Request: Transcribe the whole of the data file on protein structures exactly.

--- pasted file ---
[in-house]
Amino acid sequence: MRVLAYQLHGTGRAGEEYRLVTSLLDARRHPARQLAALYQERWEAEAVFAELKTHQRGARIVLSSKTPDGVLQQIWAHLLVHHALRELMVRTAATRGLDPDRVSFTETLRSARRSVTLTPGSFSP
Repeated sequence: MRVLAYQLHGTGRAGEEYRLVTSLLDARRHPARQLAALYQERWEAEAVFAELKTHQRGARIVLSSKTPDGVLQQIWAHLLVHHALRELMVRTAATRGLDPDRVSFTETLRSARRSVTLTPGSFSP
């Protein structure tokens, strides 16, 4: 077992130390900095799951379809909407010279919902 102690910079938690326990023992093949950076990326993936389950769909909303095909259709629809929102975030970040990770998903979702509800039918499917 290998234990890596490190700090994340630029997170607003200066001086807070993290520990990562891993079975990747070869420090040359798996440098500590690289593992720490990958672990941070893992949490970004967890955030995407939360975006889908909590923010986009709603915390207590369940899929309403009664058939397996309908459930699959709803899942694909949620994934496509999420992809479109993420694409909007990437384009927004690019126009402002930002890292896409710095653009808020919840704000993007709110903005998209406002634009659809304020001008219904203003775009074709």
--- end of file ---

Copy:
[in-house]
Amino acid sequence: MRVLAYQLHGTGRAGEEYRLVTSLLDARRHPARQLAALYQERWEAEAVFAELKTHQRGARIVLSSKTPDGVLQQIWAHLLVHHALRELMVRTAATRGLDPDRVSFTETLRSARRSVTLTPGSFSP
Repeated sequence: MRVLAYQLHGTGRAGEEYRLVTSLLDARRHPARQLAALYQERWEAEAVFAELKTHQRGARIVLSSKTPDGVLQQIWAHLLVHHALRELMVRTAATRGLDPDRVSFTETLRSARRSVTLTPGSFSP
């Protein structure tokens, strides 16, 4: 077992130390900095799951379809909407010279919902 102690910079938690326990023992093949950076990326993936389950769909909303095909259709629809929102975030970040990770998903979702509800039918499917 290998234990890596490190700090994340630029997170607003200066001086807070993290520990990562891993079975990747070869420090040359798996440098500590690289593992720490990958672990941070893992949490970004967890955030995407939360975006889908909590923010986009709603915390207590369940899929309403009664058939397996309908459930699959709803899942694909949620994934496509999420992809479109993420694409909007990437384009927004690019126009402002930002890292896409710095653009808020919840704000993007709110903005998209406002634009659809304020001008219904203003775009074709």